Red Sox pitching playoff Sophie’s choice

Sep 23, 2016; St. Petersburg, FL, USA; Boston Red Sox starting pitcher Clay Buchholz (11) in the dugout against the Tampa Bay Rays at Tropicana Field. Mandatory Credit: Kim Klement-USA TODAY Sports
Sep 23, 2016; St. Petersburg, FL, USA; Boston Red Sox starting pitcher Clay Buchholz (11) in the dugout against the Tampa Bay Rays at Tropicana Field. Mandatory Credit: Kim Klement-USA TODAY Sports /

Rain has canceled out a game three and the Red Sox are now faced with a pitching decision. Do they continue with scheduled starter Clay Buchholz or realign?

Kenny Rogers “The Gambler” is now a possibility to raindrops falling on our heads in Boston. An opportune rain that may be fortuitous to the Red Sox pitching alignment – or is it? A crucial decision now rests with manager John Farrell in how to proceed with a team facing an ignominious elimination.

The schedule for Sunday required enigmatic Clay Buchholz to take the bump. Buchholz was given the assignment to cauterize what has become a gaping wound with a performance for the ages. Just as likely a performance for a landfill and the clear likelihood of taking his $13 million option and writing it off the books.

So the decision becomes quite simple – do I trust Buchholz? Is his current state of pitching excellence a mirage or a return to what has been in the past some remarkable performances? Farrell can give Buchholz the ball and take out his worry beads and join the rest of Red Sox Nation for ether a quick demise in three games or a possible game four.

I would give the ball to Buchholz.

The other option is to take Rick Porcello on three-days rest and take out those same well-worn worry beads with the resolution that Porcello will magically and hopefully perform as was expected in game one. Porcello has certainly shown his sand at Fenway Park in 2016 where he has been as close to invincible as possible.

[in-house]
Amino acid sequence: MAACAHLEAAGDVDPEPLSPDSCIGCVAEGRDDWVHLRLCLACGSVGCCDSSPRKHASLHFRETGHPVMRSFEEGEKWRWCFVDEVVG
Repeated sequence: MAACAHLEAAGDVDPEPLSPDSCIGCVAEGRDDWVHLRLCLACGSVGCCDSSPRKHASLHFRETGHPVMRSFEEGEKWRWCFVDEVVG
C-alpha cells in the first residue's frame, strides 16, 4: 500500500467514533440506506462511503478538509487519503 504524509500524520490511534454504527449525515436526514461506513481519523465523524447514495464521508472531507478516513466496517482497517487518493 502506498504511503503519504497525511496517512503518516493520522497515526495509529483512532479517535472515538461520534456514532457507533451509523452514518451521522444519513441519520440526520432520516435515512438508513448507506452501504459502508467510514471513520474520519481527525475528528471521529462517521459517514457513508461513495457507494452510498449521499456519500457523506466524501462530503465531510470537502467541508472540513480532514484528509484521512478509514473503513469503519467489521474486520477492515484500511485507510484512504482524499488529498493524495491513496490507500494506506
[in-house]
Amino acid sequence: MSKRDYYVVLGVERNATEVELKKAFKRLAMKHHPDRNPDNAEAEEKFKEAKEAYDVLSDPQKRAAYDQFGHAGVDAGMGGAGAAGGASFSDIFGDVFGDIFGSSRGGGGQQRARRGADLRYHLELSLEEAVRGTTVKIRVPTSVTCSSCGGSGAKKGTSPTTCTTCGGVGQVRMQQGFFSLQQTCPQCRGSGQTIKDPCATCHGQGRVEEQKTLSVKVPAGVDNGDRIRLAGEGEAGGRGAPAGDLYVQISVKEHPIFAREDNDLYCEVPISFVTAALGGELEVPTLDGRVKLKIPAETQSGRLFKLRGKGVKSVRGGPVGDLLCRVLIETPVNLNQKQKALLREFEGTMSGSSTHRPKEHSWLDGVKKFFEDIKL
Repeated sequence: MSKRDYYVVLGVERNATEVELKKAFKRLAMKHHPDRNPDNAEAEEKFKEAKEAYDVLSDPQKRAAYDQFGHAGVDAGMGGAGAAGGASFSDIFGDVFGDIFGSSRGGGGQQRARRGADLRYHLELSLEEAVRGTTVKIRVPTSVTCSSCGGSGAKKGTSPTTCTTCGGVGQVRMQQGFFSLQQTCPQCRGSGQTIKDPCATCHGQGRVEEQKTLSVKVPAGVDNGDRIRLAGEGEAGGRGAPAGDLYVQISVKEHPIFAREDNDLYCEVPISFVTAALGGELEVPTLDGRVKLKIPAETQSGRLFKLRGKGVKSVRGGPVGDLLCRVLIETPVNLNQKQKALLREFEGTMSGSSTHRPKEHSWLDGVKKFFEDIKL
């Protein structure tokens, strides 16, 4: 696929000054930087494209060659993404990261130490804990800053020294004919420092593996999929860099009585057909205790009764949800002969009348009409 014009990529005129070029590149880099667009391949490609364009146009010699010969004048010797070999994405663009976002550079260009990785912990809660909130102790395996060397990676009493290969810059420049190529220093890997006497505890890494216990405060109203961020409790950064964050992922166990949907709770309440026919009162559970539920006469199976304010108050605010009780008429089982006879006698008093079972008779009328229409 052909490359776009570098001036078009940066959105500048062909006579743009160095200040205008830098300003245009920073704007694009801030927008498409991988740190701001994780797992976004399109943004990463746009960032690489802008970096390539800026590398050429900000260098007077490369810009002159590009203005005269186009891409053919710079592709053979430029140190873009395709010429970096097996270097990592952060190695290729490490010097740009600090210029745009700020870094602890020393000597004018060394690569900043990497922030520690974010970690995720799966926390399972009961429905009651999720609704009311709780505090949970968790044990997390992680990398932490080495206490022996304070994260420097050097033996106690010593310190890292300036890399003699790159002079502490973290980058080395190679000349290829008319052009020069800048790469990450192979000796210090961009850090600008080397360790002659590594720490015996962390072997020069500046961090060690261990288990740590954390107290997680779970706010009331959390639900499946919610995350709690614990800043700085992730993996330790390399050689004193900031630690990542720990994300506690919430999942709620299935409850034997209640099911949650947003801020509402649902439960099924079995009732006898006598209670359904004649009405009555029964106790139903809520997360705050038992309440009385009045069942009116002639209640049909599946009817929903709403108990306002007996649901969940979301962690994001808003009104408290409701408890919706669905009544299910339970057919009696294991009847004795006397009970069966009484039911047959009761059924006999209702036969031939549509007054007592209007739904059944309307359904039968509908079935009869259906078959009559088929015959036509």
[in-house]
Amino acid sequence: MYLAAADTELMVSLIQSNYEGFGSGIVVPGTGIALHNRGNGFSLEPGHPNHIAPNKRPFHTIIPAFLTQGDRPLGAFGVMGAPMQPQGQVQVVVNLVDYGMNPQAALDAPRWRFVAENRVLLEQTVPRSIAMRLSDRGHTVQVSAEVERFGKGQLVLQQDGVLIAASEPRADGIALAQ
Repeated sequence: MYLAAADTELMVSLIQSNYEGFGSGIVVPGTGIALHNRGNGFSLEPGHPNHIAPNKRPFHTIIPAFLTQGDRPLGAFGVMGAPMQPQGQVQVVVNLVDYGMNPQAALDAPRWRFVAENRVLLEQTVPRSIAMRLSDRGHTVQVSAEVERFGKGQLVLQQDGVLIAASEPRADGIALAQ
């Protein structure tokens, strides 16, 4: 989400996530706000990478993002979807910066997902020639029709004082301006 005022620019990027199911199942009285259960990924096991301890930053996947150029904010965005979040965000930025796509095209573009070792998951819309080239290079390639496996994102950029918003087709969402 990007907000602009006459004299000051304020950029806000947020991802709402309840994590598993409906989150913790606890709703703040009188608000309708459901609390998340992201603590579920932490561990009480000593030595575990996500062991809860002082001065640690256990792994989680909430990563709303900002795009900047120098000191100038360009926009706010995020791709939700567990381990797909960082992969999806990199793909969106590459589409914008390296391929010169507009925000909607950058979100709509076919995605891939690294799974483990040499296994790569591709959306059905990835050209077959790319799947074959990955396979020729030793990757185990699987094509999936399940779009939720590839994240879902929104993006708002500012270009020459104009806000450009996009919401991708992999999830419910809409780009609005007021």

The hitters – who are collectively languishing in some Hades for hitters – just may be revitalized by the prospect of Porcello giving it a go – and, then again, maybe not? Three days off in this day and age of arm sensibilities is risky, but managers seem to toss out the pitch count books when all or nothing exists.

The rain will also open up another opportunity for the much-maligned David Price. Price is most assuredly a post season failure by any measurement you wish to choose. Why has Price continued to become a John Wasdin when it counts? Three days for Porcello could potentially open up three days for Price and move Buchholz to a deciding game five. Ah – the various options.

Again – my choice would be to trust in Buchholz, which is paramount to publicizing all your personal information to Russian hackers. Fool I may be, but I would take the advantage of the day of pitching rest to keep the sadly underperforming Porcello and Price on schedule for the final – if necessary – two games.

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Porcello and Price have to be existing in some type of netherworld of bad pitching karma. Both – particularly Price – are looking for redemption. Price has issued platitudes during the season after each performance that  is – and I paraphrase – “Doing better.” Better is no longer acceptable – shutdown is the only course to redemption.

I understand the necessity to “go with your best” in crucial times of elimination, but your best has staggered around like sailors on a well-deserved shore leave. My confidence meter on Porcello and Price is on the empty mark.

Buchholz, however, appears – at least on the surface to be brimming with confidence and a desire to take the ball and lead by example. All bluster and bravado? Perhaps.

Buchholz may be the answer and what a comeuppance this would offer the much maligned Buchholz. I had him firmly buried in mid-season and like many requested what remained of the pitching corpse be dispatched elsewhere. Now is the potential payback and I for one will gladly have an extra helping of crow – medium well – to savor if Buchholz is a savior.

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With no matter what option is chosen the final result will be the administration of saint status to Farrell for risky brilliance, or the final nail in his Boston managerial coffin.